8 takeaways from the Agency Business Report

PRWeek’s annual review of the agency sector profiled an industry that showed its mettle in a super-challenging year.

Gail Heimann-led Weber Shandwick is just $9m behind Edelman in the global agency revenue rankings.

Here are eight observations culled from the in-depth analysis, agency profiles, rankings, deep dives, sector reviews and infographics contained in PRWeek’s Agency Business Report 2021, which was unveiled on Tuesday:


Given how challenging 2020 was and the intense nature of the crisis and recession wrought by COVID-19, it’s a great tribute to the whole PR agency sector that global revenues remained flat during the year, albeit with 3% fewer staffers. So the perception that everyone worked harder from home than they did in an office environment is not an illusion – it is now backed up by hard data. In the U.S. global revenues actually rose 2% year on year, on the back of increased demand for healthcare communications, employee engagement, crisis response counsel and strategic reputation advice. Again, that 2% increase was achieved with the same amount of people as 2019, so PR pros worked hard for their money. As BCW CEO Donna Imperato noted: “Our people have been working from early morning until late at night, and it’s concerning.”


Weber Shandwick is now only trailing by $9m in the fight to be the largest PR firm in the world, after Edelman declined almost 6% in 2020, more than Weber. Both agencies bounced back toward the end of the year and are looking forward to a promising 2021, with Edelman boss Richard Edelman expecting his firm to breach the $900 million annual revenue mark this year.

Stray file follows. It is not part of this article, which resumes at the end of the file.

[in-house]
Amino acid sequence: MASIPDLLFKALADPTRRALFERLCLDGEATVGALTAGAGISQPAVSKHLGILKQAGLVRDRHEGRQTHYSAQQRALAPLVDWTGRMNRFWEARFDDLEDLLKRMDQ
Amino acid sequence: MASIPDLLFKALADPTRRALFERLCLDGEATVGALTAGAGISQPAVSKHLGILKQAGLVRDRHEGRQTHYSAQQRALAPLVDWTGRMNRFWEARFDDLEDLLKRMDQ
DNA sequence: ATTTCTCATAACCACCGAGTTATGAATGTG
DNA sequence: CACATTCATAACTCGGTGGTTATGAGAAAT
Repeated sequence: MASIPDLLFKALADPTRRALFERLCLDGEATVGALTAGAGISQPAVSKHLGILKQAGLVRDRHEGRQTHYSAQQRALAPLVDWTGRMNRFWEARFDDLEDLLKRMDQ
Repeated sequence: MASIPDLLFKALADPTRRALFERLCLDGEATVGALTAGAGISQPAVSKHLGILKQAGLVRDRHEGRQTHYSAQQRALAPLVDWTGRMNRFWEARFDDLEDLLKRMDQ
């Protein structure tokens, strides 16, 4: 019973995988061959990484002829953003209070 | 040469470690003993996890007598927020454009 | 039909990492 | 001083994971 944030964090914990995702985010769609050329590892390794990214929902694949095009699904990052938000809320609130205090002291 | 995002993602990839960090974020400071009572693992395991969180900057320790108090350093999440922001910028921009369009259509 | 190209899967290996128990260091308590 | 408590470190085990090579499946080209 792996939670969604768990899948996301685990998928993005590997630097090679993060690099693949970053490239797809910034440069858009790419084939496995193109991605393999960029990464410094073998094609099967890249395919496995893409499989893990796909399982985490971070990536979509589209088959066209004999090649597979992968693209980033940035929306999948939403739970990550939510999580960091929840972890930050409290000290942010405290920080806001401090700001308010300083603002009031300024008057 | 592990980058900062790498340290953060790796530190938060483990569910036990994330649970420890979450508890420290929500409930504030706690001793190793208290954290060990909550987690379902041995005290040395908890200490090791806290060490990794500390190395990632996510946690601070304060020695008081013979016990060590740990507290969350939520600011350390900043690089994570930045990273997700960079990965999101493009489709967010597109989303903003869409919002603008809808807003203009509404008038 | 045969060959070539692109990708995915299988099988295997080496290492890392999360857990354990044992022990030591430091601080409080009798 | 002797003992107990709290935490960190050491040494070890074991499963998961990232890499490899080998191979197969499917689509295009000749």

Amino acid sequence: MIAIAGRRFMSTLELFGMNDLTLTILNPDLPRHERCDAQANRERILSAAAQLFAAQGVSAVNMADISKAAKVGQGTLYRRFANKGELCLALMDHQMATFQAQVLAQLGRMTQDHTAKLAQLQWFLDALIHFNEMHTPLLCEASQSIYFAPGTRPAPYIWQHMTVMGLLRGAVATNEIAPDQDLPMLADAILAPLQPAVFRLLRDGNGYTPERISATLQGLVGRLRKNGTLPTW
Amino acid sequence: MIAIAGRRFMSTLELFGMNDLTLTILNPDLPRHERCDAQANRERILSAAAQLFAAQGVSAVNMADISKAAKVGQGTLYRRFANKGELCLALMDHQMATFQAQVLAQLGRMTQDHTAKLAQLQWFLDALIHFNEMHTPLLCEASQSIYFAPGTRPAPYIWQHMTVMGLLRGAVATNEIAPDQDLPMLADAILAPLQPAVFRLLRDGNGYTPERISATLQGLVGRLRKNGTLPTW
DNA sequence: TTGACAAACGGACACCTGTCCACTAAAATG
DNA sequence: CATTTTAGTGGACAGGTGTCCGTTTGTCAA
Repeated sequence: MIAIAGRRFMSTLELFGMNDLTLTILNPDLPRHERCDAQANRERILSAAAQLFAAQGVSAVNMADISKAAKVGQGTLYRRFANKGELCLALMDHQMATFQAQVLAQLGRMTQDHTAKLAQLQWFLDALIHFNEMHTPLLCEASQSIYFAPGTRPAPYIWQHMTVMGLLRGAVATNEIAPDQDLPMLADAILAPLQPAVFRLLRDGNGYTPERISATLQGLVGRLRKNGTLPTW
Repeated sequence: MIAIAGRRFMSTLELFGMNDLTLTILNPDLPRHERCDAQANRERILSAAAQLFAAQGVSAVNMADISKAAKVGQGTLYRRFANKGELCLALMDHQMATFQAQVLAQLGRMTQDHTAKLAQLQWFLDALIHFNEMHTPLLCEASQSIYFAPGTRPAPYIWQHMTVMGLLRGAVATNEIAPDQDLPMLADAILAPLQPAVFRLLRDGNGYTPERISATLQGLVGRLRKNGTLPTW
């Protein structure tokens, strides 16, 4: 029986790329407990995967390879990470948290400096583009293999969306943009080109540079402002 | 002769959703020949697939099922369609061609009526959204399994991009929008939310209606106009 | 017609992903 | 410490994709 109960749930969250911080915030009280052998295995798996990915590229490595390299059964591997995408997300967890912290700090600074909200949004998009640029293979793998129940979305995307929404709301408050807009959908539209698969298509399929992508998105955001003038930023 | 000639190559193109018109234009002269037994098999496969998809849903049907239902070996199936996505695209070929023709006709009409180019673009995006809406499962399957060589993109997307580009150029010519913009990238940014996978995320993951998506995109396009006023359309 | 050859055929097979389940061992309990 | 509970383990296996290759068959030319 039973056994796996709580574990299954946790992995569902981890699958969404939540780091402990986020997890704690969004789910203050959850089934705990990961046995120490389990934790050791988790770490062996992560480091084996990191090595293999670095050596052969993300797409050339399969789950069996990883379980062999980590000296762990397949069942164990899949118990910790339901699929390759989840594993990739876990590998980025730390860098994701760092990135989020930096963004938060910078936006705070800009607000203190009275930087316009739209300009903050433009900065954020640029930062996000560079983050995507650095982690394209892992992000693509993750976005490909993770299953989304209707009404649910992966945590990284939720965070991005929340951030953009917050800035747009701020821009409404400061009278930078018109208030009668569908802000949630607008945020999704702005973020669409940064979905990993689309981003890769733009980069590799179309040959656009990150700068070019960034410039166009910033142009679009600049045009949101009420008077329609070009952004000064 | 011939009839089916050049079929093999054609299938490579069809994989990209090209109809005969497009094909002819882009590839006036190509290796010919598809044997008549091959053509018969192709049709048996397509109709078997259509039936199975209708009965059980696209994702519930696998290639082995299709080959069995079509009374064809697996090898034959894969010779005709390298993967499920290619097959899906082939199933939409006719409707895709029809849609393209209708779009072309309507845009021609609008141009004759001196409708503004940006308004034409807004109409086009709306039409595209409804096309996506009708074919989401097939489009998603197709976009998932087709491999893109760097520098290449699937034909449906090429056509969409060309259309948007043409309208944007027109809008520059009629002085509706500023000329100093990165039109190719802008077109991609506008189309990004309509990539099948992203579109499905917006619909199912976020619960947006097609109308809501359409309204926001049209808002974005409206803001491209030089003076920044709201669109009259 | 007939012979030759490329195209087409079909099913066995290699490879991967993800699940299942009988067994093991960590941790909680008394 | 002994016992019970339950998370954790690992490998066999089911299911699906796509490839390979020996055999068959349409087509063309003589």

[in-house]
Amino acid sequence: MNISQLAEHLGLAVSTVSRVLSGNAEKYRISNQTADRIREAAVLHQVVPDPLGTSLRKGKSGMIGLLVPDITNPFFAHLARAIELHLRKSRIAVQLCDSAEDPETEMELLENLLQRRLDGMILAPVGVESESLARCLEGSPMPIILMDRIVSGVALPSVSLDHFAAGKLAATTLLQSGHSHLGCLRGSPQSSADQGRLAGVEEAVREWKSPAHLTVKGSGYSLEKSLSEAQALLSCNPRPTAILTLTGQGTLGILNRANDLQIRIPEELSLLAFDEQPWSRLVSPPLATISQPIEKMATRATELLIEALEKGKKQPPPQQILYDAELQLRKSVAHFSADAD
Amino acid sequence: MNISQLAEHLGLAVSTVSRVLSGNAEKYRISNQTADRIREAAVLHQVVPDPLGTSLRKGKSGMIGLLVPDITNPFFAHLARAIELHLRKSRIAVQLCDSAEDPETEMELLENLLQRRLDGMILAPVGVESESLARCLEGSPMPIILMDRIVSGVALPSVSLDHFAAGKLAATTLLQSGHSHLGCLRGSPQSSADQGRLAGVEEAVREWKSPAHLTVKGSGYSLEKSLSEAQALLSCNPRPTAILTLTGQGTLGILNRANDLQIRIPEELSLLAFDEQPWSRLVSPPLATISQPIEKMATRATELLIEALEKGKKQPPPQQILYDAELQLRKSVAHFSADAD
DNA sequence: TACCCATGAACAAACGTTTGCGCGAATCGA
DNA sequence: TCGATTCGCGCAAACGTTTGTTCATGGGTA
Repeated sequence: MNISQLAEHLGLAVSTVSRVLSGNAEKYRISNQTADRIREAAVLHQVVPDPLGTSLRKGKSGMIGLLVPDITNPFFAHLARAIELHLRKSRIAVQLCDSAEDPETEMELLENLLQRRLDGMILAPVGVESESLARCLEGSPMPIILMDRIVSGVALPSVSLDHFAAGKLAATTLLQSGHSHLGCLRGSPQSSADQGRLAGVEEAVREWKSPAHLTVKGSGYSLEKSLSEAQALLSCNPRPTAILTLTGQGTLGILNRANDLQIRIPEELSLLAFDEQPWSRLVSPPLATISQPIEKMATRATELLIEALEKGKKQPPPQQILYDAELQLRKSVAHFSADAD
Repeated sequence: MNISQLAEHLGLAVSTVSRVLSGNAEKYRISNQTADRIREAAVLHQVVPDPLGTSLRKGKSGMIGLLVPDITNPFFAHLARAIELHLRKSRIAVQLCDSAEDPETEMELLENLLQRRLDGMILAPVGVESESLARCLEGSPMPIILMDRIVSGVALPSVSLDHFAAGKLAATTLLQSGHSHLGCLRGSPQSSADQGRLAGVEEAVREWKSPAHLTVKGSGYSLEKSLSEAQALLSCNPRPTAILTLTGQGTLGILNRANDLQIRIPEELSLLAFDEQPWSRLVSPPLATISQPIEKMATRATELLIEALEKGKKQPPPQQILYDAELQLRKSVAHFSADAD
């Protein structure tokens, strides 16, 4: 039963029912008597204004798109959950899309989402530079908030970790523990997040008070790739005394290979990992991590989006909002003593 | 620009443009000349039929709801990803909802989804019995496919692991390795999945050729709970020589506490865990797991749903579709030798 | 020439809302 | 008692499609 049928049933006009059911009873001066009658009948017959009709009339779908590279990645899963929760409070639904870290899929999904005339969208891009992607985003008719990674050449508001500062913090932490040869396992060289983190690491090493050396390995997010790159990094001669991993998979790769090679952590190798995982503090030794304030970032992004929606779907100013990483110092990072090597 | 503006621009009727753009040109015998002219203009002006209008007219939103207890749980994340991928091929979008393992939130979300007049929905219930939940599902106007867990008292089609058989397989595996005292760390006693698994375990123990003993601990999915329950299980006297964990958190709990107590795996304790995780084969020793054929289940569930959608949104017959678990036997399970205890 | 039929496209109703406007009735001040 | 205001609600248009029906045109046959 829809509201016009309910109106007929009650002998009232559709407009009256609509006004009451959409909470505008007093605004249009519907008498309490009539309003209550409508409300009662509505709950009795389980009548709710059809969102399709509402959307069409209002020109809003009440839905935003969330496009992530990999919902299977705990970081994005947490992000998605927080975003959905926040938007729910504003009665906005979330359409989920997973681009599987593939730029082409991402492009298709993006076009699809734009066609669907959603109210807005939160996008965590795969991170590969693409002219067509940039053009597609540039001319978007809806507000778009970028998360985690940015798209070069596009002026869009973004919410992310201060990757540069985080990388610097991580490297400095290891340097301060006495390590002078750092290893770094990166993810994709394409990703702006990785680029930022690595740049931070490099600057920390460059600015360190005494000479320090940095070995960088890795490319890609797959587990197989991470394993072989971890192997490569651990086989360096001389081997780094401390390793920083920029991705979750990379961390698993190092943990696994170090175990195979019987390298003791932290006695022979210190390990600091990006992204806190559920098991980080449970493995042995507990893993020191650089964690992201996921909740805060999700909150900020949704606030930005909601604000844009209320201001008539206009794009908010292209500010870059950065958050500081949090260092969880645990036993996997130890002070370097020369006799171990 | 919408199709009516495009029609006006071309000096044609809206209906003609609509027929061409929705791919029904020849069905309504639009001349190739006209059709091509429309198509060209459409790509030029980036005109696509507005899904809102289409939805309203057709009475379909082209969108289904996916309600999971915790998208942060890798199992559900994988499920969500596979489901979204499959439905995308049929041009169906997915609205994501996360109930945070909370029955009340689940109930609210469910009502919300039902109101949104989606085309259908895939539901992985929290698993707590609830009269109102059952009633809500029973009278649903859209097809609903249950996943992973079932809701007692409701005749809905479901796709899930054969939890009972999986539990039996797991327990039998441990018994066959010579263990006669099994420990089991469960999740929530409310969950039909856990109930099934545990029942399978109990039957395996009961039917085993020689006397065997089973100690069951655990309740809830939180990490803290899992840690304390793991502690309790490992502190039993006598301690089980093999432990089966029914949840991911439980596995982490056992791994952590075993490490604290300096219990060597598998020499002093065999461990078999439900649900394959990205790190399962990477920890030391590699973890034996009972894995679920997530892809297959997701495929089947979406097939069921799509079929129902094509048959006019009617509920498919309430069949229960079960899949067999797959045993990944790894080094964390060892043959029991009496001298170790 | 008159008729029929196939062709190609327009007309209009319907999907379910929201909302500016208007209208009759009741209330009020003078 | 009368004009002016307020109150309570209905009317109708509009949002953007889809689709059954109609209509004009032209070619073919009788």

The top 50 firms in the U.S. now account for 87% of overall agency revenues, up a little over 2% from 2019, so power is consolidating at the top of the food chain. But the nature of the top 10 has evolved significantly in recent years. Real Chemistry, recently rebranded from W20, now stands at number five on the U.S. table, at $334 million, ICF Next is seventh at just over $195 million. Now it no longer includes Kekst CNC and Qorvis Communications under its umbrella, MSL is essentially a mid-sized firm in the U.S., under the leadership of Diana Littman, with revenues of $60.2 million. WPP firms Hill+Knowlton Strategies and Ogilvy PR are now also much more powerful globally than they are in the U.S., something they will be working hard to remedy in 2021 and beyond.


Agencies have made great strides in gender diversity since the days when pretty much every top 10 firm was led by a middle-aged white male, although the talent pool was diluted when Barri Rafferty left the top role at Ketchum and moved to the client side at Wells Fargo. Julianna Richter helped even this up when she started at Ogilvy PR as its new global leader. At some firms, such as BCW, almost two-thirds of global offices are run by women, which is a much better reflection of the overall gender profile of people working in the PR industry. One area still resolutely male and Caucasian is agency holding companies, where the eight executives leading those organizations all tick that box. The only woman of note leading an agency holding company is Wendy Clark at Dentsu, which declines to take part in the Agency Business Report.